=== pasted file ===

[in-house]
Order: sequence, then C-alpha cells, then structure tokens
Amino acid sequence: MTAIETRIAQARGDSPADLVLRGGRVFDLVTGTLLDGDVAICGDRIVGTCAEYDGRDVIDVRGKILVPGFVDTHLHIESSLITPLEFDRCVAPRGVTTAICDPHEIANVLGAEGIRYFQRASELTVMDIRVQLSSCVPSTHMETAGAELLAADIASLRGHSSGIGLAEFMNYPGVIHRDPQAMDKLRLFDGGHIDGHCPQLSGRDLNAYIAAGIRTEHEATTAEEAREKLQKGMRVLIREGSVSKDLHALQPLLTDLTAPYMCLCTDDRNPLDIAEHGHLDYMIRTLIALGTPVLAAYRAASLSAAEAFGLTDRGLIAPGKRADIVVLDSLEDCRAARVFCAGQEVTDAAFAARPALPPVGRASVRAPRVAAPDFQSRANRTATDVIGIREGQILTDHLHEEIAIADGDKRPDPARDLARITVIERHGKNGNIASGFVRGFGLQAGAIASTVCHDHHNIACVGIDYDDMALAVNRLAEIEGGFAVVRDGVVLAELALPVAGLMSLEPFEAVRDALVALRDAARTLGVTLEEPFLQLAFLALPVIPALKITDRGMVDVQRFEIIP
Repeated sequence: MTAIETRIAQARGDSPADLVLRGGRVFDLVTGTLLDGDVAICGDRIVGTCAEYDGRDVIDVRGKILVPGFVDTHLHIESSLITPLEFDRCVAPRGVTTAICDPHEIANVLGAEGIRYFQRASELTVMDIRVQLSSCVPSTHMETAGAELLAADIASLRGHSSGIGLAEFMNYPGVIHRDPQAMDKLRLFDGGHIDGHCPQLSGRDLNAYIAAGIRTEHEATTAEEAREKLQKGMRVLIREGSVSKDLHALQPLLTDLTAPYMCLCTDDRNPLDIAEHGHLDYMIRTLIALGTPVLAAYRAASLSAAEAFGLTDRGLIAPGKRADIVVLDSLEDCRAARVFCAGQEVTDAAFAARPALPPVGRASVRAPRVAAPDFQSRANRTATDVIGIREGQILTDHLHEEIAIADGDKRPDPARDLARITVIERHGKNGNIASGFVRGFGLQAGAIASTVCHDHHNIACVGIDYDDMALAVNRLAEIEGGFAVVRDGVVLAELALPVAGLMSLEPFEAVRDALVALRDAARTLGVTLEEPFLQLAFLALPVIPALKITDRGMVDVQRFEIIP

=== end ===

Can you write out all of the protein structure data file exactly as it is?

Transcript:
[in-house]
Order: sequence, then C-alpha cells, then structure tokens
Amino acid sequence: MTAIETRIAQARGDSPADLVLRGGRVFDLVTGTLLDGDVAICGDRIVGTCAEYDGRDVIDVRGKILVPGFVDTHLHIESSLITPLEFDRCVAPRGVTTAICDPHEIANVLGAEGIRYFQRASELTVMDIRVQLSSCVPSTHMETAGAELLAADIASLRGHSSGIGLAEFMNYPGVIHRDPQAMDKLRLFDGGHIDGHCPQLSGRDLNAYIAAGIRTEHEATTAEEAREKLQKGMRVLIREGSVSKDLHALQPLLTDLTAPYMCLCTDDRNPLDIAEHGHLDYMIRTLIALGTPVLAAYRAASLSAAEAFGLTDRGLIAPGKRADIVVLDSLEDCRAARVFCAGQEVTDAAFAARPALPPVGRASVRAPRVAAPDFQSRANRTATDVIGIREGQILTDHLHEEIAIADGDKRPDPARDLARITVIERHGKNGNIASGFVRGFGLQAGAIASTVCHDHHNIACVGIDYDDMALAVNRLAEIEGGFAVVRDGVVLAELALPVAGLMSLEPFEAVRDALVALRDAARTLGVTLEEPFLQLAFLALPVIPALKITDRGMVDVQRFEIIP
Repeated sequence: MTAIETRIAQARGDSPADLVLRGGRVFDLVTGTLLDGDVAICGDRIVGTCAEYDGRDVIDVRGKILVPGFVDTHLHIESSLITPLEFDRCVAPRGVTTAICDPHEIANVLGAEGIRYFQRASELTVMDIRVQLSSCVPSTHMETAGAELLAADIASLRGHSSGIGLAEFMNYPGVIHRDPQAMDKLRLFDGGHIDGHCPQLSGRDLNAYIAAGIRTEHEATTAEEAREKLQKGMRVLIREGSVSKDLHALQPLLTDLTAPYMCLCTDDRNPLDIAEHGHLDYMIRTLIALGTPVLAAYRAASLSAAEAFGLTDRGLIAPGKRADIVVLDSLEDCRAARVFCAGQEVTDAAFAARPALPPVGRASVRAPRVAAPDFQSRANRTATDVIGIREGQILTDHLHEEIAIADGDKRPDPARDLARITVIERHGKNGNIASGFVRGFGLQAGAIASTVCHDHHNIACVGIDYDDMALAVNRLAEIEGGFAVVRDGVVLAELALPVAGLMSLEPFEAVRDALVALRDAARTLGVTLEEPFLQLAFLALPVIPALKITDRGMVDVQRFEIIP